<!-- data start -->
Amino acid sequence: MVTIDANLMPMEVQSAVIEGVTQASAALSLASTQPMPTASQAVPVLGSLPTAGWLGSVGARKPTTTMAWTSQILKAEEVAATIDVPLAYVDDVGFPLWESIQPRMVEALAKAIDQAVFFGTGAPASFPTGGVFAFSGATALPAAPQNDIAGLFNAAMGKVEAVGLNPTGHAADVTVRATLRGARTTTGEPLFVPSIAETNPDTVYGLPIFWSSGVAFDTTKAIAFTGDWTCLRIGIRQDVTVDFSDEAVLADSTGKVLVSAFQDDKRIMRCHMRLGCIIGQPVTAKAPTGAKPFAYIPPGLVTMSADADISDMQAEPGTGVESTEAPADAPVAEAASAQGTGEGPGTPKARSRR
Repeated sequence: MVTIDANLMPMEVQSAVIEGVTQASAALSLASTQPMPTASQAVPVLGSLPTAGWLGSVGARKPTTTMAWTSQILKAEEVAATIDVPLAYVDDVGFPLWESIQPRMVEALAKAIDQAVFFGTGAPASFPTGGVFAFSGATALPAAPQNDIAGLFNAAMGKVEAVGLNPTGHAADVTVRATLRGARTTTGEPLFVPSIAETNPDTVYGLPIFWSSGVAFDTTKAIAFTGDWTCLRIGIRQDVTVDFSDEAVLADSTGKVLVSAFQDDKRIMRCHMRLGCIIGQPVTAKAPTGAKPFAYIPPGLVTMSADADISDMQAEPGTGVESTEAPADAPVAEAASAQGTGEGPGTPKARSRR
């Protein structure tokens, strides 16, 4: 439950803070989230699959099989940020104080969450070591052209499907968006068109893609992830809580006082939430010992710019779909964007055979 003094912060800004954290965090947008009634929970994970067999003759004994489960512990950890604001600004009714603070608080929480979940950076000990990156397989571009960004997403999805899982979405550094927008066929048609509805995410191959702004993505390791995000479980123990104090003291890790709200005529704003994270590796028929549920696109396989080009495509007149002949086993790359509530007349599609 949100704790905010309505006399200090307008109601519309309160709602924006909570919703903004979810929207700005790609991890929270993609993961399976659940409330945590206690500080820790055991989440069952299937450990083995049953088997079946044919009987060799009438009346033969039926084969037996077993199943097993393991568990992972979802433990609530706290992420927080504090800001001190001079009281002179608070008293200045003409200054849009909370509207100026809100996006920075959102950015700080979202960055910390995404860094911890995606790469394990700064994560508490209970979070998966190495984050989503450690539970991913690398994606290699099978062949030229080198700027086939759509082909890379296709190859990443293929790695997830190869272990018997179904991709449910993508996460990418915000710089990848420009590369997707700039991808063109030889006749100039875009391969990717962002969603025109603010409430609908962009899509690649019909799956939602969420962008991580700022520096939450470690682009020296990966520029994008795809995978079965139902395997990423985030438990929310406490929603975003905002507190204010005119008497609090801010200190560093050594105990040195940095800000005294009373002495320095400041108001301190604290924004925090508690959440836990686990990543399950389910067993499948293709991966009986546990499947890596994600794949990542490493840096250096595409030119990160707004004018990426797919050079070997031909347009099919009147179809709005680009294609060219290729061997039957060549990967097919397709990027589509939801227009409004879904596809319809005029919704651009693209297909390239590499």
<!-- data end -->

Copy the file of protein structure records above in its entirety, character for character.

Amino acid sequence: MVTIDANLMPMEVQSAVIEGVTQASAALSLASTQPMPTASQAVPVLGSLPTAGWLGSVGARKPTTTMAWTSQILKAEEVAATIDVPLAYVDDVGFPLWESIQPRMVEALAKAIDQAVFFGTGAPASFPTGGVFAFSGATALPAAPQNDIAGLFNAAMGKVEAVGLNPTGHAADVTVRATLRGARTTTGEPLFVPSIAETNPDTVYGLPIFWSSGVAFDTTKAIAFTGDWTCLRIGIRQDVTVDFSDEAVLADSTGKVLVSAFQDDKRIMRCHMRLGCIIGQPVTAKAPTGAKPFAYIPPGLVTMSADADISDMQAEPGTGVESTEAPADAPVAEAASAQGTGEGPGTPKARSRR
Repeated sequence: MVTIDANLMPMEVQSAVIEGVTQASAALSLASTQPMPTASQAVPVLGSLPTAGWLGSVGARKPTTTMAWTSQILKAEEVAATIDVPLAYVDDVGFPLWESIQPRMVEALAKAIDQAVFFGTGAPASFPTGGVFAFSGATALPAAPQNDIAGLFNAAMGKVEAVGLNPTGHAADVTVRATLRGARTTTGEPLFVPSIAETNPDTVYGLPIFWSSGVAFDTTKAIAFTGDWTCLRIGIRQDVTVDFSDEAVLADSTGKVLVSAFQDDKRIMRCHMRLGCIIGQPVTAKAPTGAKPFAYIPPGLVTMSADADISDMQAEPGTGVESTEAPADAPVAEAASAQGTGEGPGTPKARSRR
């Protein structure tokens, strides 16, 4: 439950803070989230699959099989940020104080969450070591052209499907968006068109893609992830809580006082939430010992710019779909964007055979 003094912060800004954290965090947008009634929970994970067999003759004994489960512990950890604001600004009714603070608080929480979940950076000990990156397989571009960004997403999805899982979405550094927008066929048609509805995410191959702004993505390791995000479980123990104090003291890790709200005529704003994270590796028929549920696109396989080009495509007149002949086993790359509530007349599609 949100704790905010309505006399200090307008109601519309309160709602924006909570919703903004979810929207700005790609991890929270993609993961399976659940409330945590206690500080820790055991989440069952299937450990083995049953088997079946044919009987060799009438009346033969039926084969037996077993199943097993393991568990992972979802433990609530706290992420927080504090800001001190001079009281002179608070008293200045003409200054849009909370509207100026809100996006920075959102950015700080979202960055910390995404860094911890995606790469394990700064994560508490209970979070998966190495984050989503450690539970991913690398994606290699099978062949030229080198700027086939759509082909890379296709190859990443293929790695997830190869272990018997179904991709449910993508996460990418915000710089990848420009590369997707700039991808063109030889006749100039875009391969990717962002969603025109603010409430609908962009899509690649019909799956939602969420962008991580700022520096939450470690682009020296990966520029994008795809995978079965139902395997990423985030438990929310406490929603975003905002507190204010005119008497609090801010200190560093050594105990040195940095800000005294009373002495320095400041108001301190604290924004925090508690959440836990686990990543399950389910067993499948293709991966009986546990499947890596994600794949990542490493840096250096595409030119990160707004004018990426797919050079070997031909347009099919009147179809709005680009294609060219290729061997039957060549990967097919397709990027589509939801227009409004879904596809319809005029919704651009693209297909390239590499």